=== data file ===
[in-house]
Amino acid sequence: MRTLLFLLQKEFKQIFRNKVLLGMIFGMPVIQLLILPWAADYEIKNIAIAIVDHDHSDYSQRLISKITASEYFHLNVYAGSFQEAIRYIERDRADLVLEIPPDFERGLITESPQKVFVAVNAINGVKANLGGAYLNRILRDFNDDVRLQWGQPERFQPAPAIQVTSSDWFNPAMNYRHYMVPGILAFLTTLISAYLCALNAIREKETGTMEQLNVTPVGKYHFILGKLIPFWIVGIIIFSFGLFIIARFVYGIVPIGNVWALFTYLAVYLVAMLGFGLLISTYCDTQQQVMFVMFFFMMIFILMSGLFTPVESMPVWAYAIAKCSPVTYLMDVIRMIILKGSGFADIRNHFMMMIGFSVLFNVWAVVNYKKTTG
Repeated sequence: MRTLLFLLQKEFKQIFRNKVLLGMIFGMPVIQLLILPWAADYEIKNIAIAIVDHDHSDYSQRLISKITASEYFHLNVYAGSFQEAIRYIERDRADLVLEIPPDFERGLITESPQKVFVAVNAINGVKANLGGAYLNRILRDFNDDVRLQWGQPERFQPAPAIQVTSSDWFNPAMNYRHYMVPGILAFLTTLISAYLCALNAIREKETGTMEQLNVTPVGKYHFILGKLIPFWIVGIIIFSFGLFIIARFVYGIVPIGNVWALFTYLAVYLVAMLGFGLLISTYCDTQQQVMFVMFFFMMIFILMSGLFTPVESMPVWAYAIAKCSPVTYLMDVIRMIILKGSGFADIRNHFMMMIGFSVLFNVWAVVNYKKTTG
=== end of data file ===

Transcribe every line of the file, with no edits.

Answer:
[in-house]
Amino acid sequence: MRTLLFLLQKEFKQIFRNKVLLGMIFGMPVIQLLILPWAADYEIKNIAIAIVDHDHSDYSQRLISKITASEYFHLNVYAGSFQEAIRYIERDRADLVLEIPPDFERGLITESPQKVFVAVNAINGVKANLGGAYLNRILRDFNDDVRLQWGQPERFQPAPAIQVTSSDWFNPAMNYRHYMVPGILAFLTTLISAYLCALNAIREKETGTMEQLNVTPVGKYHFILGKLIPFWIVGIIIFSFGLFIIARFVYGIVPIGNVWALFTYLAVYLVAMLGFGLLISTYCDTQQQVMFVMFFFMMIFILMSGLFTPVESMPVWAYAIAKCSPVTYLMDVIRMIILKGSGFADIRNHFMMMIGFSVLFNVWAVVNYKKTTG
Repeated sequence: MRTLLFLLQKEFKQIFRNKVLLGMIFGMPVIQLLILPWAADYEIKNIAIAIVDHDHSDYSQRLISKITASEYFHLNVYAGSFQEAIRYIERDRADLVLEIPPDFERGLITESPQKVFVAVNAINGVKANLGGAYLNRILRDFNDDVRLQWGQPERFQPAPAIQVTSSDWFNPAMNYRHYMVPGILAFLTTLISAYLCALNAIREKETGTMEQLNVTPVGKYHFILGKLIPFWIVGIIIFSFGLFIIARFVYGIVPIGNVWALFTYLAVYLVAMLGFGLLISTYCDTQQQVMFVMFFFMMIFILMSGLFTPVESMPVWAYAIAKCSPVTYLMDVIRMIILKGSGFADIRNHFMMMIGFSVLFNVWAVVNYKKTTG